The Worst Universities and Colleges in the Nation

Students in the nation are enrolling in schools where they are unlikely to graduate, even after 6 years. Is there a solution in sight?

This time each year, college rankings are in and schools like Yale, Harvard, and the University of Pennsylvania top the list as the best universities in the nation. In response to those college rankings, other organizations have compiled research data of their own and ranked schools accordingly.

At the website, the conservative group, ACTA (American Council of Trustees and Alumni), gives D’s and F’s to Harvard, Yale, Rhodes, Cornell, UCAL-Berkeley and other elite private institutions because the schools don’t teach students what ACTA feels are fundamental courses that a student needs to thrive in the real world. ACTA believes students should take 6 out 7 courses in composition, literature, natural or physical science, economics, U.S. government or history, intermediate foreign language, and mathematics. Yet, more than 60 percent of the nation's 7,000 higher education institutions do not meet ACTA’s ideals.

Education Trust released its report on the comparative successes of black and white students in universities across the nation and found that on average, black students graduate at a rate 20 percent less than whites. Deeper investigation revealed that schools where black and white students have strikingly similar graduation rates-- like Houston’s Rice University and South Carolina’s Winthrop University--are schools committed to overall student achievement, regardless of race.

The most disturbing list of data on the nation’s colleges and universities comes courtesy of the Washington Monthly, a D.C. publication that has compiled a list of higher ed institutions with the worst 6-year graduation rates imaginable. The list is accompanied by a story titled “College Dropout Factories.”

The worst ten schools in the nation because of their six year graduation rates are:

1. Southern University at New Orleans, La. 4.98 percent.
2. Allen University, S.C. 6.09
3. Martin University, Ind. 6.67
4. Bellevue University, Neb. 6.99
5. Calumet College of Saint Joseph, Ind. 7.4
6. Baker College of Auburn Hills, Mich. 7.14
7. University of the District of Columbia
8. East-West Universit
9. Haskell Indian Nations University (KS)
10. Crichton College (TN)

Typically, schools with 6-year graduation rates in the 17 percent range and lower are schools with open enrollment, meaning students are not required to take the SAT or ACT before gaining admission. But these schools often require students to take core courses in composition, literature, econ or any of those 7 subjects that ACTA deems essential to a college education.

Ironically, those very same fundamental classes in econ or composition are often studies unrelated to a student’s specific interests and consequently, many students fail those classes. The failure disqualifies any grant and scholarship money for the upcoming semester. The student withdraws and the end result is low retention and poor graduation rates.

And while the report's low numbers are troublesome, unable students and uncaring faculty are not the sole cause of failures at universities like those in the top ten worst list. Researchers have found over and again that schools with a focused commitment to student success achieve higher retention and graduation results.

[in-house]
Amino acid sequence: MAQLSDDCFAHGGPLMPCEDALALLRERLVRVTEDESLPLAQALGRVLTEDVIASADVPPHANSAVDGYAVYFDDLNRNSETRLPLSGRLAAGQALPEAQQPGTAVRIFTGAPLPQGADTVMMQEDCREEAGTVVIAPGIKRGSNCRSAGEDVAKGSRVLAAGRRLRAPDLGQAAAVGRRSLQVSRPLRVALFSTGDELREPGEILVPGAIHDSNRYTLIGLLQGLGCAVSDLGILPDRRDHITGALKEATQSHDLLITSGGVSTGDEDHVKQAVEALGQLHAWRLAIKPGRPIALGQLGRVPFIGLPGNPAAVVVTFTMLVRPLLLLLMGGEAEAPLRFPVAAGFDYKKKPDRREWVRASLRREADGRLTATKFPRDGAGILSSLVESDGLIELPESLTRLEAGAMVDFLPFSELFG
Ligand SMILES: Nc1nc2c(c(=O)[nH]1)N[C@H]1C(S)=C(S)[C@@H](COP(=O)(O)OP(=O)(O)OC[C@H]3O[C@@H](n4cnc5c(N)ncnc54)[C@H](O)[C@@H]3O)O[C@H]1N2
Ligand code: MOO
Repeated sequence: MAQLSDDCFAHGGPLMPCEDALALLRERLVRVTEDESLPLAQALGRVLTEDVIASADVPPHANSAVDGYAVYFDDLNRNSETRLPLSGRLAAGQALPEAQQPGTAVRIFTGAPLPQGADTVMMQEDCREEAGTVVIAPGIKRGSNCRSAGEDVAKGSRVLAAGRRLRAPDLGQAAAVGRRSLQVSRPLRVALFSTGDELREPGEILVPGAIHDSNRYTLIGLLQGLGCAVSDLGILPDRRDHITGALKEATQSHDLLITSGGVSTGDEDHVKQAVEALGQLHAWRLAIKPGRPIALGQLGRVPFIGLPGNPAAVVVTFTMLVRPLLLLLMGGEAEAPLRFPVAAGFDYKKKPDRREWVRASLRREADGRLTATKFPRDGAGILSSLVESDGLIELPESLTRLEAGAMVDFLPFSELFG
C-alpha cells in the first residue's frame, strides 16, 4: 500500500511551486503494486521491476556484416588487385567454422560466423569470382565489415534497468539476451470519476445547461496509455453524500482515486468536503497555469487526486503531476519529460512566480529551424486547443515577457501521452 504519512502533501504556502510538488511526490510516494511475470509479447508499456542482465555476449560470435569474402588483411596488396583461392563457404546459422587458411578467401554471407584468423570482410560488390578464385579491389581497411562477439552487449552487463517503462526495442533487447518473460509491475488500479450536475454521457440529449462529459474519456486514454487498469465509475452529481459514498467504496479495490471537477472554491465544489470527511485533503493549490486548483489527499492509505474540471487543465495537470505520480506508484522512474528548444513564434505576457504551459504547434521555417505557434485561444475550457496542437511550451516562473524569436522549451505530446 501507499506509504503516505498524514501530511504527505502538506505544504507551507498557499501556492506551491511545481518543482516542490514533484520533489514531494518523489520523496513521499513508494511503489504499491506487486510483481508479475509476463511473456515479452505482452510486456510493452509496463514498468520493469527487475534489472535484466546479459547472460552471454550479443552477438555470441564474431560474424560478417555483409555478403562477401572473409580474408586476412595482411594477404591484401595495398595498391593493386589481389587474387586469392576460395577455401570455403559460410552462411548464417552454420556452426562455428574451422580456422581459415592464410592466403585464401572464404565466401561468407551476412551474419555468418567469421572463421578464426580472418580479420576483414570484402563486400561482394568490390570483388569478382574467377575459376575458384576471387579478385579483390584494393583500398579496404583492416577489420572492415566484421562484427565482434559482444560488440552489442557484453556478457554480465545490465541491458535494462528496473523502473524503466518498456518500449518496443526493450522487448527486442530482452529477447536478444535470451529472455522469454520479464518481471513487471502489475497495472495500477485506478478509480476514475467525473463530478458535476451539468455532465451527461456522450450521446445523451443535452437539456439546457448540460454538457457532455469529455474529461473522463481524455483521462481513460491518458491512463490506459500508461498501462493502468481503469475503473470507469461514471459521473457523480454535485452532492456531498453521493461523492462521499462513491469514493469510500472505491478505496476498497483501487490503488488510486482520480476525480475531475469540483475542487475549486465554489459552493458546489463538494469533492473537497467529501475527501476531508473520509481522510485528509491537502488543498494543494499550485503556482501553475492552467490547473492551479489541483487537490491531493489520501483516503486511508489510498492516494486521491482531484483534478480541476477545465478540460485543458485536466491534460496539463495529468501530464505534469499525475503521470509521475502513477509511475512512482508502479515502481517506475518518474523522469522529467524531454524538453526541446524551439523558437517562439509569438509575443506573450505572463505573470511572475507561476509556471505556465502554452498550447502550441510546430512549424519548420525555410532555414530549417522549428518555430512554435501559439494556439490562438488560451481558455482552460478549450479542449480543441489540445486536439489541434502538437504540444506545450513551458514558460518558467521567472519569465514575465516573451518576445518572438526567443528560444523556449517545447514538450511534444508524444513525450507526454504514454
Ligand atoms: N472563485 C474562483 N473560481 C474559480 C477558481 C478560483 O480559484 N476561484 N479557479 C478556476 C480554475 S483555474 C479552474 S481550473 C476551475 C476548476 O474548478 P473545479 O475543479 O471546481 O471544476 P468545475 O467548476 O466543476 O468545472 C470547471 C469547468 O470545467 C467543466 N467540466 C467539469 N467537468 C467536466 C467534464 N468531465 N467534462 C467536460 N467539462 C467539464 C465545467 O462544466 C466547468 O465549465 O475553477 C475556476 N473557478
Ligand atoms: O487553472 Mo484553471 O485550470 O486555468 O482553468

Schools that lack such focus and commitment end up on lists like those compiled by the Washington Monthly.


Submitted by Visible School (not verified) on
Visible School is incorrectly listed. Visible School's overall graduation rate is 72% as reported on IPEDS Data Center. This is easily referenced by looking in the "Graduation Rates" section of our profile on IPEDS, and the authors did not look deep enough into the numbers during their research. I can only imagine there are many other colleges on this list that should not be there considering what we found. The 8% graduation rate attributed to Visible School is wholly misleading. This graduation rate is for the 2002 cohort and includes the members of that cohort who had completed their bachelor degree by 2008. Our school was founded in 2000, and did not offer bachelor degrees until 2005. The 2002 cohort boasted a whopping graduation rate of 93% for the 1-year certificate, which was our only offering at that time. Three of those students, who had already graduated with the 1-year certificate, chose to come back and complete the bachelor degree in 2005, the first year of its offering. It is this dynamic which created the deceptive 8% graduation rate for the 2002 cohort. According to Ben Miller himself, they “considered only four-year degree institutions.” Visible School’s bachelor’s offering is a three-year degree program, thus skewing numbers further. Visible School is a small institution that is dedicated to doing college right: it has an unheard of 4:1 staff to student ratio, excellent academic advising, tutoring, and probation support services, and an integrated student development and academic plan which fully equips its students for success in college and beyond. Visible School is a reputable college, not only in Memphis but both nationally and internationally, giving its students a launch pad to pursue careers in the field of music and worship leadership – with an incredible roster of successes - and, an article of this nature (or a report like this) can be detrimental to continued success. The fact that it is based upon inaccuracies warrants an immediate correction, which we have requested of the article’s authors.

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